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Old December 15th, 2010, 07:15 PM   #65
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I was testing MY ability to focus using huge 50" LCD in normal room conditions (and how lack of peaking affects footage); it is not a test of those cameras (ex1 is from different league...) It is like I was trying to shoot documentary....you never have perfect conditions....
The thing about the VG 10 (and I've only had mine a little longer than you) is that it is one of the most fiddly cameras in its price range. It's not a run and gun, you don't just need to set up the camera correctly but the conditions need to be right as well.

Whereas you can put an EX1 into most situations (and I've been in some strange varied conditions with mine) this isn't possible with the VG10.

The VG10 is bloody fiddly and thought needs to go into what you are doing. Consideration needs to be given if a light meter might be a good investment and you will need lenses to suit all occasions. In many ways you need to be thinking "photo" as much as "video".

There are people out there getting good results with the camera and I can see the potential in my test footage. The people on the forums who are finding fault with it are generally run and gunners who mistook the camera for some kind of replacement for the old VX series. I'm not saying this is the case with you, but I was certainly aware of the criticisms before I purchased it.

Fair enough if the camera isn't for you, but on my first week with the camera my impression is that the camera and lenses will add some exciting possibilities to my workflow. I can live with the shortcomings until something better comes along.
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Old December 15th, 2010, 07:23 PM   #66
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OK, here is the test:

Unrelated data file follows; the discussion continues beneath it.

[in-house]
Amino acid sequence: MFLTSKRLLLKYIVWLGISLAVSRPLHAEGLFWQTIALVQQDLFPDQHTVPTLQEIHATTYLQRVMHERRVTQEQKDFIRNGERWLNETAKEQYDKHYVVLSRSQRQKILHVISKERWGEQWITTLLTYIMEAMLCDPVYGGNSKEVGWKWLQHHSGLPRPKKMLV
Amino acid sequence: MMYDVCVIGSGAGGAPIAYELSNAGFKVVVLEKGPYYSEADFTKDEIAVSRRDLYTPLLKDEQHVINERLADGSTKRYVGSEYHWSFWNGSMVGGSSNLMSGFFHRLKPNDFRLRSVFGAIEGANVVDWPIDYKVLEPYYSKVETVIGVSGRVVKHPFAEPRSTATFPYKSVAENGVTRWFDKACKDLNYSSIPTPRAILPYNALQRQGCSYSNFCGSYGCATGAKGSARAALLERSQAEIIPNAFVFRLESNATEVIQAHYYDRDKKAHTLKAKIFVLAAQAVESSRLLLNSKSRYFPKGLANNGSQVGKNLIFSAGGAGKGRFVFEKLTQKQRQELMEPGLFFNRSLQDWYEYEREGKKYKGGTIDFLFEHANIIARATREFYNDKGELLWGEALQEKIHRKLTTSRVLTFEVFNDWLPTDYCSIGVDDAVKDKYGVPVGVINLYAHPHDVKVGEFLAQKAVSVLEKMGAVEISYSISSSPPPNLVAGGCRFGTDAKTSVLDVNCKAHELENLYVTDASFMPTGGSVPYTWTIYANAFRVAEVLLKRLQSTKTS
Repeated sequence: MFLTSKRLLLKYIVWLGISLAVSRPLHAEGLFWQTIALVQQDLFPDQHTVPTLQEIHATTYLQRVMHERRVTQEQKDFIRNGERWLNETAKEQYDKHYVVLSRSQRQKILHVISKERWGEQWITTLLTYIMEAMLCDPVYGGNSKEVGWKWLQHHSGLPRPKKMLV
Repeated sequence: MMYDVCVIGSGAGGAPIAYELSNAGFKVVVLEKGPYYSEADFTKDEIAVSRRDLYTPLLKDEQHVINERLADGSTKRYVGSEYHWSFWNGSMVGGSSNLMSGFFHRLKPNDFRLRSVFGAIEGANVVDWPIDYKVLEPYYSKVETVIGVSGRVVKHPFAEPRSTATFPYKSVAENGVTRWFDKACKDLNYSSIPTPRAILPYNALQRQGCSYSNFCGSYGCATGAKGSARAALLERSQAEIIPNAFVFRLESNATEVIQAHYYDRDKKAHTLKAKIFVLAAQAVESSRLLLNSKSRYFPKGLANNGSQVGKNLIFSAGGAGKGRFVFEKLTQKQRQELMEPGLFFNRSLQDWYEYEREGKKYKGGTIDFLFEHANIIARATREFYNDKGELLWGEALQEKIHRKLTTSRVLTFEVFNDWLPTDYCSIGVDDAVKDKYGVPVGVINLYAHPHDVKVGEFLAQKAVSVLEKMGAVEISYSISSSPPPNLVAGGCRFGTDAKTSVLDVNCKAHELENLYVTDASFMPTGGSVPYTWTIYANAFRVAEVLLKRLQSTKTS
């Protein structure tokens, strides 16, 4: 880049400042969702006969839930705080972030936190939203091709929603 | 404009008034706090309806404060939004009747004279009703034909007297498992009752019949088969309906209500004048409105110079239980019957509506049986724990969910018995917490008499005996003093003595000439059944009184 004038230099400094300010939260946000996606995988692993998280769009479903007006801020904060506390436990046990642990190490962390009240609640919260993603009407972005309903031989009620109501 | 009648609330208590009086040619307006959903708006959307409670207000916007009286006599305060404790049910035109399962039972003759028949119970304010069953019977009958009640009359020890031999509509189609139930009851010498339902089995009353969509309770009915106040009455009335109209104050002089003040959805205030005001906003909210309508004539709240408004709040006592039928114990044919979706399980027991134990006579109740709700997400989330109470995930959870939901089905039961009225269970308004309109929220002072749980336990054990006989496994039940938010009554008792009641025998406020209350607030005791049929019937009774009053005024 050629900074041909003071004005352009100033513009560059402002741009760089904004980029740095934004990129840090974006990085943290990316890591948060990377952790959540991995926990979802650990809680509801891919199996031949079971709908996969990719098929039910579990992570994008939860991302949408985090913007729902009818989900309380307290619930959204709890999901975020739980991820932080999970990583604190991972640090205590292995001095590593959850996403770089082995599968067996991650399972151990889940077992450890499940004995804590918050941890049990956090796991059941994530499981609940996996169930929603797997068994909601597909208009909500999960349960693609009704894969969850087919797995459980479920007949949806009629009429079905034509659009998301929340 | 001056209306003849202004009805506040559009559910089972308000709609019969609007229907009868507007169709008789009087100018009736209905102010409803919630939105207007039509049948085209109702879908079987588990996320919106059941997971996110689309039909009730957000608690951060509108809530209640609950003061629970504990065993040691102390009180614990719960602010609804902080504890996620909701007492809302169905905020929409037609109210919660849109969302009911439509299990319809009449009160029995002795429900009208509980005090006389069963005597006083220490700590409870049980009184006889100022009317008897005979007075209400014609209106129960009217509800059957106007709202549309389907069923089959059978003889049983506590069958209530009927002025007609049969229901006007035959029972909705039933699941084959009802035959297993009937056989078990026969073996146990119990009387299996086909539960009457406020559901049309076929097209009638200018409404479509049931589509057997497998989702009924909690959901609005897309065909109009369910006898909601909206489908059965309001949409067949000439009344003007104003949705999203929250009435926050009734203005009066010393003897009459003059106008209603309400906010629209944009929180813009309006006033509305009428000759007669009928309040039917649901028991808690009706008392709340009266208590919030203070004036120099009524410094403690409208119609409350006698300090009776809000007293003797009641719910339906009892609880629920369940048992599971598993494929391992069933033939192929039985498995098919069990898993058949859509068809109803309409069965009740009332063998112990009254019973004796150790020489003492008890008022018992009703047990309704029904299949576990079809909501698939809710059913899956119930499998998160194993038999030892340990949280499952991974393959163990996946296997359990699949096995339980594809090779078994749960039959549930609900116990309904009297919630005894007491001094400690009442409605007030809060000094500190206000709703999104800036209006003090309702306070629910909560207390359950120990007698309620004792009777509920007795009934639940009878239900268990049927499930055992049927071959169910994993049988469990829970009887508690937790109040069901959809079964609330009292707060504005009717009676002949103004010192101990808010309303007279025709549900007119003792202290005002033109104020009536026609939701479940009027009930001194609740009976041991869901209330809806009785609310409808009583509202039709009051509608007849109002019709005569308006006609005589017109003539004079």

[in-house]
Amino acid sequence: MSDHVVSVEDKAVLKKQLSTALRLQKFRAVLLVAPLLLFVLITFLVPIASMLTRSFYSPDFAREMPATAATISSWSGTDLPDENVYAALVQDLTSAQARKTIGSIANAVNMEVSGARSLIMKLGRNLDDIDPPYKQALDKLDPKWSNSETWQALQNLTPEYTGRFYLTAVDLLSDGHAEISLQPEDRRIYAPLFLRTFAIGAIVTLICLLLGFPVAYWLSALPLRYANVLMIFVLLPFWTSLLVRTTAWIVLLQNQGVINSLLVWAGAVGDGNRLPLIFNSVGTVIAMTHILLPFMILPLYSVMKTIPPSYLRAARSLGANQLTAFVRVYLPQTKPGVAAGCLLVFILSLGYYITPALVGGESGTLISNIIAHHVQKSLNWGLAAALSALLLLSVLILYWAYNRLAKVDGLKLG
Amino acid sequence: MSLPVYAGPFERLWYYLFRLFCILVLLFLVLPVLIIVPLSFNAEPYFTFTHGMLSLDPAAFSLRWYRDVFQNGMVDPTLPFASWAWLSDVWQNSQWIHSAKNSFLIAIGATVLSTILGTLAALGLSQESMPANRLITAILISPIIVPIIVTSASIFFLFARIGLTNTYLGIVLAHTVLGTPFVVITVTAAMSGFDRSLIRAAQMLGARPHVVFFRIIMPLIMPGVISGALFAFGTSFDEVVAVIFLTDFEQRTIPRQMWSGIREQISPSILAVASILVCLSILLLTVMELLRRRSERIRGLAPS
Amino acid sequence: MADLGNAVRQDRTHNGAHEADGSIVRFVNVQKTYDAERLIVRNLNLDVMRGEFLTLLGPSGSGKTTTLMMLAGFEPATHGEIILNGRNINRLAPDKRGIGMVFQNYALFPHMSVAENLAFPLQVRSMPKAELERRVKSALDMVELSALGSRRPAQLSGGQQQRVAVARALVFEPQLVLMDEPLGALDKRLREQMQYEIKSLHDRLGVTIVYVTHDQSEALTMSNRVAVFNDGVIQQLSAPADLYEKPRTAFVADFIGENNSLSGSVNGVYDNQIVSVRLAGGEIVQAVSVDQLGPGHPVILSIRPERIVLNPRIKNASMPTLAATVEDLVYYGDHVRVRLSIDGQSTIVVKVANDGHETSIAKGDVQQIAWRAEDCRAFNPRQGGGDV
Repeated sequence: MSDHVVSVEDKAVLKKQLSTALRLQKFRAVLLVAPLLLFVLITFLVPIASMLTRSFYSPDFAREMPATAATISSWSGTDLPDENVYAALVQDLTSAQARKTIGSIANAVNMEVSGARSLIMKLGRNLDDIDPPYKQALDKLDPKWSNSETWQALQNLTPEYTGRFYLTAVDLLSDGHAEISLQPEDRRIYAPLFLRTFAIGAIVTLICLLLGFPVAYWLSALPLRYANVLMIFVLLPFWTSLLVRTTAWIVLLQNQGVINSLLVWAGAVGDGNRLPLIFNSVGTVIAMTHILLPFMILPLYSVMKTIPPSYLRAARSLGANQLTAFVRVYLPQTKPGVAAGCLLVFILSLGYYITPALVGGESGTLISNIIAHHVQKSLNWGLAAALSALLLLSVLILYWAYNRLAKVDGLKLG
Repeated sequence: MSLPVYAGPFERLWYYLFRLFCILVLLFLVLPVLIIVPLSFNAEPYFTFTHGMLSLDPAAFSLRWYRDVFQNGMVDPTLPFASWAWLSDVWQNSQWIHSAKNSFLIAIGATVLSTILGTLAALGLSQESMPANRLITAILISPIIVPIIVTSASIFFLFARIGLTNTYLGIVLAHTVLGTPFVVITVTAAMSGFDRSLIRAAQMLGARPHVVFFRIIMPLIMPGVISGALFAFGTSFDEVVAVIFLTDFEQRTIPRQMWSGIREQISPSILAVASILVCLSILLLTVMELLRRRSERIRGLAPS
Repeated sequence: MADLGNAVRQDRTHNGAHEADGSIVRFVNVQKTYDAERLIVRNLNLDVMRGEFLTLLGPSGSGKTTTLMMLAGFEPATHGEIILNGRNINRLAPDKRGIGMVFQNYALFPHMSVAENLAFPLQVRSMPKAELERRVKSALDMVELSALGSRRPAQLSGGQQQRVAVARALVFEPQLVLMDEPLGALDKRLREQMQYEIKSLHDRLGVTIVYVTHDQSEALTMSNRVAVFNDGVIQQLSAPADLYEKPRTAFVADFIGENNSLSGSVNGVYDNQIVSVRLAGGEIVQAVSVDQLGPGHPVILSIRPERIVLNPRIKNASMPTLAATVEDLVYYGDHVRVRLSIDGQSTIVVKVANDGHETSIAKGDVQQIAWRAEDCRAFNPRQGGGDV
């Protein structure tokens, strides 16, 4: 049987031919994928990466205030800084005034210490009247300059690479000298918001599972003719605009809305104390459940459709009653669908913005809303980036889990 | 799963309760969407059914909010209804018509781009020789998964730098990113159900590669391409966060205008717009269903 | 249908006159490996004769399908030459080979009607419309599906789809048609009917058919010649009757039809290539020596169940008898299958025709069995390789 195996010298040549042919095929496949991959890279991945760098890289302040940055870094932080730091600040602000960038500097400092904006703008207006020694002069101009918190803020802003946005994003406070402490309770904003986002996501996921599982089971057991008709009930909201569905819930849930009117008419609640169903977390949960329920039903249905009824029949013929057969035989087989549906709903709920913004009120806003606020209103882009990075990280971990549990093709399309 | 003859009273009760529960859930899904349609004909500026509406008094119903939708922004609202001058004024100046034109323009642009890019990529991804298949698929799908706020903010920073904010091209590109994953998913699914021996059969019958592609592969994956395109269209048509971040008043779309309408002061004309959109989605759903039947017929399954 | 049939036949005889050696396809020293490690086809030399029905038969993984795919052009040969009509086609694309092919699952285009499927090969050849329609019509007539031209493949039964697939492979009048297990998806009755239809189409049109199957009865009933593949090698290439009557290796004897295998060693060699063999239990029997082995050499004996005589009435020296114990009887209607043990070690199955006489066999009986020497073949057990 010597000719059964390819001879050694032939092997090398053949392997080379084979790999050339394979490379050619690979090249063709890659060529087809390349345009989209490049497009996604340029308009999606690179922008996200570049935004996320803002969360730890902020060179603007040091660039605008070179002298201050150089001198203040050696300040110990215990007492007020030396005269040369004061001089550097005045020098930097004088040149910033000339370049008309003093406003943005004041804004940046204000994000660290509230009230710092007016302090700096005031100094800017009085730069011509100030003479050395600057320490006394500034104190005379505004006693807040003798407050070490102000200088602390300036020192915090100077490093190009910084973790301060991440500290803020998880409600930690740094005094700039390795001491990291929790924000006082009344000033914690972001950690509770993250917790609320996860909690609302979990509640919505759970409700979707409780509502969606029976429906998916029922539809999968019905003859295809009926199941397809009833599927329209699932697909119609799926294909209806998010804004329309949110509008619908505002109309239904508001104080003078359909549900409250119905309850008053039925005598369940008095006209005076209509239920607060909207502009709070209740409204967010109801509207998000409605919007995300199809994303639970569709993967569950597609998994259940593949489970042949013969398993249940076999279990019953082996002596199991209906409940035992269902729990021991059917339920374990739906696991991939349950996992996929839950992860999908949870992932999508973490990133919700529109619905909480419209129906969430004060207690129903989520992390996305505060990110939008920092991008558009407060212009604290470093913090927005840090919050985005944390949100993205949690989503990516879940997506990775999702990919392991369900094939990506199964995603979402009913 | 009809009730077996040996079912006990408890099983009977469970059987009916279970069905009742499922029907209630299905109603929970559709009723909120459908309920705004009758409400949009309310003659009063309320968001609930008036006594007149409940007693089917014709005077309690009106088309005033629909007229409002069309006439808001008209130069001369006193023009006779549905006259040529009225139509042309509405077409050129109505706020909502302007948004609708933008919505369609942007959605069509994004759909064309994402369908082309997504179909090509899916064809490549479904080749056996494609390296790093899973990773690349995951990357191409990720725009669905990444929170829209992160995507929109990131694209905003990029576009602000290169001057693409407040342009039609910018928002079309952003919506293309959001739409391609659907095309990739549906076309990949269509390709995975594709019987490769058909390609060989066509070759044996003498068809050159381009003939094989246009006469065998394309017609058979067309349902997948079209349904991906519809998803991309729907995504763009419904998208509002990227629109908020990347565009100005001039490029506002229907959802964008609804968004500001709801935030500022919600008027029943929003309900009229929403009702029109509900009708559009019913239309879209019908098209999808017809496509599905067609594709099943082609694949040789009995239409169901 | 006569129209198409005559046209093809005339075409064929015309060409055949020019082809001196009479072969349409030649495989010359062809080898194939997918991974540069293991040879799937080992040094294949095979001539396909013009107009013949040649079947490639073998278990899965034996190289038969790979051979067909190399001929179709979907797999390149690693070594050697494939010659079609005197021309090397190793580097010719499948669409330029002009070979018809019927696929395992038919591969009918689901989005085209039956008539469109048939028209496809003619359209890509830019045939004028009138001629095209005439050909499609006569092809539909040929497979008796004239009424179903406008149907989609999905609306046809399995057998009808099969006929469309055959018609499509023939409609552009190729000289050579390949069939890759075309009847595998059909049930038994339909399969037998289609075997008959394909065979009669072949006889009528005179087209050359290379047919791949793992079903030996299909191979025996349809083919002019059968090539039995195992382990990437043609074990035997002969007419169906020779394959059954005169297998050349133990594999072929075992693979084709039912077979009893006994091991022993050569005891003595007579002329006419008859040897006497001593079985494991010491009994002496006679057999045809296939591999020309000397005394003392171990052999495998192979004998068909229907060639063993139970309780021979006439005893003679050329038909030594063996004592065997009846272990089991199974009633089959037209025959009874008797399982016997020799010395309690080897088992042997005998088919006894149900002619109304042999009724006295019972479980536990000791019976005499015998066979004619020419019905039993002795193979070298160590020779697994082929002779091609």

I wanted to test my focusing abilities before I return it to the store)
You test is confounded by the focal length, the aperture setting (fully open is always very soft), and the lens quality itself. And, of course the everything inside the camera.

You need more light so both lenses are at f5.6, no gain is used, and both lenses are set to mid-zoom.

But, that will still not give you a valid test because of the Sharpness control on the EX1 and the codec.

==============

Your comment that "it is like I was trying to shoot documentary....you never have perfect conditions...." Of course not. No offense, but all you've said is that FILM makers with NO focusing aids, were so skilled they could do what Marcus describes as is needed with the Vg10 very rapidly and in harsh conditions.

I'm not saying I'm super skilled, but my first Bolex had a side-scope that you aimed at the subject, noted the parallax distance, and set distance on one of 3 lenses. Then one used a lightmeter to to get the exposure and set the lens aperture. One also had to wind the spring-motor! Yet, somehow, I spent a summer in Europe shooting and had very few bad shots. Everyone who shot film did this. The spring motor died so I bought a K2 with a 3X zoom lens AND had a selenium photocell driven meter inside. But, when I bought another Bolex I gave-up the meter. Moreover, I carried my baby 20 miles through the snow to get a shot!